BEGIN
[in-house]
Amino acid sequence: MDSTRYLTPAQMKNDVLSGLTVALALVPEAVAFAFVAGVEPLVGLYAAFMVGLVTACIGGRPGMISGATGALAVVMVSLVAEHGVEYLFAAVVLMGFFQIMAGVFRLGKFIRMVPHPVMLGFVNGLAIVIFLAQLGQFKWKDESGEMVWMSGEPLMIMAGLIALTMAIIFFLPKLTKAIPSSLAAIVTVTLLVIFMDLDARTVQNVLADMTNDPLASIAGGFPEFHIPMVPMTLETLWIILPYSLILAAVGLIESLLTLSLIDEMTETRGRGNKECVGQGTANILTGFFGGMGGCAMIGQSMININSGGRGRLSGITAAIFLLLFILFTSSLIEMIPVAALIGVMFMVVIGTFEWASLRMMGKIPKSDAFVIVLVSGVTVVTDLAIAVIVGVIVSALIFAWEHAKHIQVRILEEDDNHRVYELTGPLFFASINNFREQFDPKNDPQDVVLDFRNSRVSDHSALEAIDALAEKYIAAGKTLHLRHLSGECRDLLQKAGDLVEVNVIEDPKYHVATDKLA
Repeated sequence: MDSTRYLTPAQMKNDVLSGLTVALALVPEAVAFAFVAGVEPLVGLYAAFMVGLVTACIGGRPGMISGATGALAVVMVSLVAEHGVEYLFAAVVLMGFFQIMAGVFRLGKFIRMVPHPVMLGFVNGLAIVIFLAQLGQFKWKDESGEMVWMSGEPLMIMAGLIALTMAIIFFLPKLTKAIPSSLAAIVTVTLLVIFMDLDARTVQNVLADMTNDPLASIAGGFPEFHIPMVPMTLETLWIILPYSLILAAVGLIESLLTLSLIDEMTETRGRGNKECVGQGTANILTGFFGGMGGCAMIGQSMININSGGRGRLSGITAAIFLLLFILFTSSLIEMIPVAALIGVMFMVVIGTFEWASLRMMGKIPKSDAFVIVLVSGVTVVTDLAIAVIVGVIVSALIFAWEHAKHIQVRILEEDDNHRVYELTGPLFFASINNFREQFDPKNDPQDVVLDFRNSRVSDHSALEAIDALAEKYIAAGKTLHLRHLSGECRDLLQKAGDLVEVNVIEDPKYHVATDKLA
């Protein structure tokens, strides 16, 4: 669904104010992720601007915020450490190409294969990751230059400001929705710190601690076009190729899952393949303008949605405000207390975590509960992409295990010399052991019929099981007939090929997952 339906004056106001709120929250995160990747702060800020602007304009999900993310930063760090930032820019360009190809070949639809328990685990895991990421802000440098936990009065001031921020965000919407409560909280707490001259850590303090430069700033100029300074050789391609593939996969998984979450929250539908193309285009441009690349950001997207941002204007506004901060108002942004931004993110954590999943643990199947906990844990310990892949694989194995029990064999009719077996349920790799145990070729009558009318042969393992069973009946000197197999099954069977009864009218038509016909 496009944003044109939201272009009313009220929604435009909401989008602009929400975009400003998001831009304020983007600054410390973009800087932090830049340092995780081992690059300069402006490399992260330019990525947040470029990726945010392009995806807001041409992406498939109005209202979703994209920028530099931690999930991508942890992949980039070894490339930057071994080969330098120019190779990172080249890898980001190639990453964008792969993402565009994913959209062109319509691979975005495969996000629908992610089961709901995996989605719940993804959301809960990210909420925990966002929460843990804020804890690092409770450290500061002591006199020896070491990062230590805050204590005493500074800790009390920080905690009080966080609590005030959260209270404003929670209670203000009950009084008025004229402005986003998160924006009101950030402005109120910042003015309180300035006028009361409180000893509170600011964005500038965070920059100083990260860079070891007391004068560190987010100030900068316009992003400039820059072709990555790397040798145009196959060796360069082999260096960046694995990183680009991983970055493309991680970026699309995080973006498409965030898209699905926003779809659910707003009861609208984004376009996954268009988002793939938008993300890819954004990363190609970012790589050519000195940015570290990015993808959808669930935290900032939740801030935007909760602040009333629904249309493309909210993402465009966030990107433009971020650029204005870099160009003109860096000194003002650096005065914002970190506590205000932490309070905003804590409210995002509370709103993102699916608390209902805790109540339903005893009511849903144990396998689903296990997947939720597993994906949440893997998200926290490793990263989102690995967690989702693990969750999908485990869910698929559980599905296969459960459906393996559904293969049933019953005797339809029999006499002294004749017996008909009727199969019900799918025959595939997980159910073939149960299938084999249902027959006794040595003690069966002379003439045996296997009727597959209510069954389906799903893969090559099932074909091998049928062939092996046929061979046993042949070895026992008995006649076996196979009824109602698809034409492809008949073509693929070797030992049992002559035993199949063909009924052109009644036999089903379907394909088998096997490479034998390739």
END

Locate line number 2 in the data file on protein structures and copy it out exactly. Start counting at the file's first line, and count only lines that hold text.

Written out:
Amino acid sequence: MDSTRYLTPAQMKNDVLSGLTVALALVPEAVAFAFVAGVEPLVGLYAAFMVGLVTACIGGRPGMISGATGALAVVMVSLVAEHGVEYLFAAVVLMGFFQIMAGVFRLGKFIRMVPHPVMLGFVNGLAIVIFLAQLGQFKWKDESGEMVWMSGEPLMIMAGLIALTMAIIFFLPKLTKAIPSSLAAIVTVTLLVIFMDLDARTVQNVLADMTNDPLASIAGGFPEFHIPMVPMTLETLWIILPYSLILAAVGLIESLLTLSLIDEMTETRGRGNKECVGQGTANILTGFFGGMGGCAMIGQSMININSGGRGRLSGITAAIFLLLFILFTSSLIEMIPVAALIGVMFMVVIGTFEWASLRMMGKIPKSDAFVIVLVSGVTVVTDLAIAVIVGVIVSALIFAWEHAKHIQVRILEEDDNHRVYELTGPLFFASINNFREQFDPKNDPQDVVLDFRNSRVSDHSALEAIDALAEKYIAAGKTLHLRHLSGECRDLLQKAGDLVEVNVIEDPKYHVATDKLA